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V/A - The Complete 10-Inch Series From Cold Blue

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Artist: V/A

Album: The Complete 10-Inch Series From Cold Blue

Label: Cold Blue

Review date: Dec. 9, 2003

Among the elements commonly associated with the Cold Blue label is a propensity for inviting, even mysterious sonic beauty; an appeal to the senses that, strangely enough, seems to reach beyond sound.

Collected here on three CDs is the entire series of 10-inch vinyl recordings –seven albums, each showcasing the work of a single composer – originally released by the label in the early ’80s. Taken alone, each composer presents a compelling sound world. Viewed as a single collection, the context deepens, and the resonance of each artist’s work extends into that of the next.

The first disc presents two fresh takes on chamber music. Peter Garland’s Matachin Dances is a syncretic work rooted contextually in the historical/spiritual clash and blend of Spanish and Indigenous cultures in the American Southwest. Garland’s writing for two violins and Native American gourd rattles weaves early European polyphony with the tight rhythms and dance meters of desert-dry percussion. The result is richly melodic, yet somehow unsettling and disorienting; music, perhaps, for desert visions gleaned in a subtly altered state.

Continuing with “classical” instrumentation, Michael Jon Fink’s solo piano and chamber pieces come next. These are achingly beautiful, limpid works that occupy a territory similar to that of Satie, Mompou, or Harold Budd. Yet they reveal a lapidary elegance and melodic sensibility of their own, a range of quiet emotions that shifts slightly with each listening.

The second of the three discs is the most stark and rigorous. Barney Child’s Clay Music is a long piece for an ensemble of clay flutes that hockets, moans, and dances its way through a variety of moods; a playful meditation on the music and rhythm of breath itself.

The two pieces by Read Miller seem influenced by composer Robert Ashley’s ideas about prose and speech as music, and are, upon first encounter, perhaps the most dated and academic-sounding works of the set. But closer listening reveals “Mile Zero Hotel” to be somewhat of a masterpiece: interwoven speaking voices intone a non-linear road narrative culled from old postcards, a spellbinding found-art, short story/operetta that, with almost unbearable humanity, illuminates some of the core geographical and spiritual wanderlust found at the heart of much American expression, from Daniel Boone to Harry Partch to Jack Kerouac.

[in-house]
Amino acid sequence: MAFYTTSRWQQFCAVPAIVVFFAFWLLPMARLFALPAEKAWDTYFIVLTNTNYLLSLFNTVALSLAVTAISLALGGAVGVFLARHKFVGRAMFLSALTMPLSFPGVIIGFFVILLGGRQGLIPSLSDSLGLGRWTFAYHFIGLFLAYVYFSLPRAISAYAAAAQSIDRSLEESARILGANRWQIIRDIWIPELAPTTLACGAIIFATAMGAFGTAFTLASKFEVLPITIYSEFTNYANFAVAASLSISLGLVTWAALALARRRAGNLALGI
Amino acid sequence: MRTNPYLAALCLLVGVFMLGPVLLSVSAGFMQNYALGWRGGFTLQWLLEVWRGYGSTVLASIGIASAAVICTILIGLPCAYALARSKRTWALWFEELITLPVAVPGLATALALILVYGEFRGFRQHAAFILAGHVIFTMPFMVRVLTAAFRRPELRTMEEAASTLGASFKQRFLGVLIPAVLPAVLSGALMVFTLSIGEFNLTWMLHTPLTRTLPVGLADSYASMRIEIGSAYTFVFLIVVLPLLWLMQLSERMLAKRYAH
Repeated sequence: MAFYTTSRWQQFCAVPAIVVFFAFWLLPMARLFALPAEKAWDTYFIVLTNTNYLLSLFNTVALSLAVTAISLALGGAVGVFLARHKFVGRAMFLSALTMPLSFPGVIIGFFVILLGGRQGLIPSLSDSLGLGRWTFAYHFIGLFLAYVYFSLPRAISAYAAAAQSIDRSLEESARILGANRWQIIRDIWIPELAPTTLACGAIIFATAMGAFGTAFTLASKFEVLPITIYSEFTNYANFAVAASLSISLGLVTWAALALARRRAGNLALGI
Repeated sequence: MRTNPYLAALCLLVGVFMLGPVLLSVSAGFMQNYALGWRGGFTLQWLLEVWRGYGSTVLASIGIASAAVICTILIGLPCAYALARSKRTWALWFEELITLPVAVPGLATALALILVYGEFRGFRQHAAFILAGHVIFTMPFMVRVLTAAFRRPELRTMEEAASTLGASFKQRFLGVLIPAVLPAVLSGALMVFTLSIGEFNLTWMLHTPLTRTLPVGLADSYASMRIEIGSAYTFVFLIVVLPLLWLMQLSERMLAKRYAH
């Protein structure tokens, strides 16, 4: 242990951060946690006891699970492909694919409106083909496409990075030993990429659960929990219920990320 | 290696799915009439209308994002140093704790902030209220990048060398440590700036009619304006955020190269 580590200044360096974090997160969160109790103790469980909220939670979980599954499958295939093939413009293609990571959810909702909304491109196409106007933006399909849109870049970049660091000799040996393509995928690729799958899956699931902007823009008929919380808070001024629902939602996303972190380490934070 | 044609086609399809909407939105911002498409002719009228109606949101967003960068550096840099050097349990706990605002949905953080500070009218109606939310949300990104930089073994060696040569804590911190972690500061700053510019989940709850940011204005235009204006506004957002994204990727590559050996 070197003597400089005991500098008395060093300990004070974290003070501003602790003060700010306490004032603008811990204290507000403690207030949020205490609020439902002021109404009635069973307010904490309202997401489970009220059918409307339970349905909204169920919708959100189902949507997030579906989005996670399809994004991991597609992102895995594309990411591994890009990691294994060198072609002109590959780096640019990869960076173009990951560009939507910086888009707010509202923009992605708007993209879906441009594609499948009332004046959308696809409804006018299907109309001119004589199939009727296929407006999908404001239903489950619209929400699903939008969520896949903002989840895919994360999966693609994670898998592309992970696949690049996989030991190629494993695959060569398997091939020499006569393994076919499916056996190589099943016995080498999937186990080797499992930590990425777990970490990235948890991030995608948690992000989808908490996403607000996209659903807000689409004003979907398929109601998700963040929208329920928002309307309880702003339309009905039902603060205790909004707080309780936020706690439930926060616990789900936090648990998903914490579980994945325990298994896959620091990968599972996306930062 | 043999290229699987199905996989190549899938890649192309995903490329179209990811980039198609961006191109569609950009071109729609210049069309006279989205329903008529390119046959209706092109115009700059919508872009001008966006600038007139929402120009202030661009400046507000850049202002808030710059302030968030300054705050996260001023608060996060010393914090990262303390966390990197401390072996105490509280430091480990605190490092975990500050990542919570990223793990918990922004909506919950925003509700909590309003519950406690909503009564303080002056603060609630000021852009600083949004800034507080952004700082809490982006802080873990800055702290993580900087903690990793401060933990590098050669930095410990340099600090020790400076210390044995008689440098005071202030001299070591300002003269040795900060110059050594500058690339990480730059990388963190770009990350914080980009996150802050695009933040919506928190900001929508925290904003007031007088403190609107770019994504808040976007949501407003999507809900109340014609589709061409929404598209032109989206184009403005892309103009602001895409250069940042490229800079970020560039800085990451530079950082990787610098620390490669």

Disc three presents three composers rooted to some degree in popular American vernacular music. Chas Smith’s stunning works for pedal steel guitar are at once abstract and cinematic, using the idiomatic sound of that instrument to conjure majestic – and sometimes dangersome – vistas and wide open spaces. His long “Scircura” is a shimmering soundscape made up of wood and metal resonances from mutated Dobros; a sort of resophonic sagebrush gamelan.

Rick Cox uses orchestral-sounding prepared electric guitars and whispered, half-heard conversations to deliver humid, yearning, and eerie nocturnes that keen and swell like the post-modern shadows of old Film Noir soundtracks.

Daniel Lentz’s enigmatic works take the minimalist pulse of the Glass-Reich-Riley school and add a shiny, California sun-soaked, candy apple sensuality: there’s a vintage LA pop music/radio jingle lushness to the female voices, a warmth to the instrumental timbres that is decidedly non-academic. It’s a completely original approach, one that no other composer (at least that I know of) has followed up on.

Obviously, there is a lot to listen to here. One could well get lost for days in the spacious music spread across these three discs, and continue to find sounds that invite, fascinate, and mystify.

By Kevin Macneil Brown

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